12. 13. Factors determining workplace layout <ul><li>Shoulder-dependent Overhead Reach limitations </li></ul><ul><li>Shoulder and arm Dependent Forward reach Limits </li></ul><ul><li>Neck/Head posture work limitations </li></ul><ul><li>Torso postural Considerations in workplace height limitations </li></ul>
  13. 14. Shoulder-dependent Overhead Reach limitations <ul><li>Hands should not have to reach frequently or be held for sustained periods above the shoulder </li></ul><ul><li>Shoulder flexed and held above 90 0 causes muscle fatigue even in no load </li></ul><ul><li>For tossing ,the receiving container should be placed low to minimize arm elevations , above 50 0 from vertical </li></ul>
  14. 15. Shoulder-dependent Overhead Reach limitations
  15. 16. Shoulder and arm Dependent Forward reach Limits Expected time to reach significant shoulder muscle fatigue for different FORWARD ARM REACH POSTURES (Chaffin, 1973). When reaching forward, a load of 56N held in hands will create a load moment at shoulder , for average female and 115 N for average male
  16. 17. Shoulder and arm Dependent Forward reach Limits
  17. 18. Shoulder and arm Dependent Forward reach Limits
  18. 19. Shoulder and arm Dependent Forward reach Limits Hand orientation + Arm Postures - Design of hand tools ,tote boxes handles, control on machines
  19. 20. Shoulder and arm Dependent Forward reach Limits
  20. 21. Shoulder and arm Dependent Forward reach Limits Forearm rotation strengths
  21. 22. Neck/Head posture work limitations <ul><li>The requirement of work postures with the neck flexed forward can occur because of a combination of: </li></ul><ul><li>The seat height being too high </li></ul><ul><li>The seat placement being too far back from the work area </li></ul><ul><li>A workbench or table being too low </li></ul><ul><li>The visual demands of the task requiring a specific eye location </li></ul><ul><li>( e.g. to look into a near-vertical microscope) </li></ul><ul><li>Maximum - 30 0 </li></ul>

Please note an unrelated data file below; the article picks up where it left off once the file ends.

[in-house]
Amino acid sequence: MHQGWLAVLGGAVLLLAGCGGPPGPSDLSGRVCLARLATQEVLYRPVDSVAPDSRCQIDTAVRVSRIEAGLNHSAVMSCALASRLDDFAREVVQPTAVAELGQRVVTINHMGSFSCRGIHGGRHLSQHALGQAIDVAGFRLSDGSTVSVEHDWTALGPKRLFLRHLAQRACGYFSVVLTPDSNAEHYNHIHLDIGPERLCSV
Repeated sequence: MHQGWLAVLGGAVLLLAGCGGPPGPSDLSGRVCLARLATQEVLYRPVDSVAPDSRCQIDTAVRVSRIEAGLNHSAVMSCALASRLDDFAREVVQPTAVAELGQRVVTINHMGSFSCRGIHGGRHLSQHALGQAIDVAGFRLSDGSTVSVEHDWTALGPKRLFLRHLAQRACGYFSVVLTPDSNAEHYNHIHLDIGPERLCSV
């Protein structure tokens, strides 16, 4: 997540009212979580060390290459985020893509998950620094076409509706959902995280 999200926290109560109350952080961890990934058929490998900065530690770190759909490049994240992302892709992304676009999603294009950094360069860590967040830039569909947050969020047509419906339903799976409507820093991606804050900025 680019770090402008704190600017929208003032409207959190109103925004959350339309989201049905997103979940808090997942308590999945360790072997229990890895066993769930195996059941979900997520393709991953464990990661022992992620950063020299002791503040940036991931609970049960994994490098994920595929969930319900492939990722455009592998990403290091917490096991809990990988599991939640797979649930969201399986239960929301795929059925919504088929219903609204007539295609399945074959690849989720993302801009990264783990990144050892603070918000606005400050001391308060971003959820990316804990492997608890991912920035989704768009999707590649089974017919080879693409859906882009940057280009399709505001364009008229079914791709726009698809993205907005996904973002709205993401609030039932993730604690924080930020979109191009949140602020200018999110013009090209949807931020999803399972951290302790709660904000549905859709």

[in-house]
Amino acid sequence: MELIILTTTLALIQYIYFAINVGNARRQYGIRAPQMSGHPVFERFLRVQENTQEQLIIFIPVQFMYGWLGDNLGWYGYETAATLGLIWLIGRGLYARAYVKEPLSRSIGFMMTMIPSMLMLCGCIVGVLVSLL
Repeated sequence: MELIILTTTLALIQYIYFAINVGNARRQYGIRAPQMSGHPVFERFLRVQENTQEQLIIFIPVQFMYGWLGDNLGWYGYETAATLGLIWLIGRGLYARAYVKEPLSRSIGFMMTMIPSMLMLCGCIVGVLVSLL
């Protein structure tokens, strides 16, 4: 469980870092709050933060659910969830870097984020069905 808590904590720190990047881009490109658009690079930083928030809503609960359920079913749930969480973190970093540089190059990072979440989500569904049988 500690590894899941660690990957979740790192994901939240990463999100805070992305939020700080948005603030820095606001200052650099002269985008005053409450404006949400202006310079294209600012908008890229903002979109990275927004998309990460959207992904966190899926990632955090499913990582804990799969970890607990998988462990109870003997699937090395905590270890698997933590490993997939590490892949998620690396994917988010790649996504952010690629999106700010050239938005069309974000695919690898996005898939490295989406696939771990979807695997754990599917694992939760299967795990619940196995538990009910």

22. 23. Torso postural Considerations in workplace height limitations <ul><li>At 30 0 inclination of torso from the erect posture, the load moment is 50% of its maximum value achieved at 90 0 . </li></ul><ul><li>Prolonged forward stooped posture </li></ul><ul><li>Low height of the working table. </li></ul><ul><li>Back pain </li></ul><ul><li>Back muscle endurance times in various stooped postures decreased when posture required more than about 30% of isometric strength. </li></ul><ul><li>Most men and 80-90% women can maintain 20 0 stooped posture during a day. </li></ul>
  23. 24. The final design <ul><li>Work area 5cm below the elbow when standing or seated in an erect posture. </li></ul><ul><ul><li>Adequate clearance for necessary elbow and forearm motions </li></ul></ul><ul><ul><li>Requires little stooping or shoulder rotations </li></ul></ul><ul><li>Workbench height adjustable between 94 and 115 cm </li></ul><ul><li>Heavy objects to be kept at 75cm. – Concept is to provide the location of the load close to the body of operator. </li></ul>
  24. 25. The final design
  25. 26. The final design
  26. 27. There is no single ‘Correct’ Posture
  27. 28. Adjustable Chair
  28. 29. The Computer Problem
  29. 30. References <ul><li>Control and Display Design/Anthropometry Lecture Outline </li></ul><ul><li>Easy Ergonomics, A Practical Approach for Improving the Workplace developed by the Education and Training Unit, Cal/OSHA Consultation Service, California Department of Industrial Relations </li></ul><ul><li>How to identify, control, and reduce musculoskeletal disorders in your workplace! - Presented by the Public Education Section Department of Business and Consumer Business Oregon OSHA </li></ul><ul><li>Practical solutions for a safer workplace- Prepared by WISHA Services Division Washington State Department of Labor and Industries </li></ul>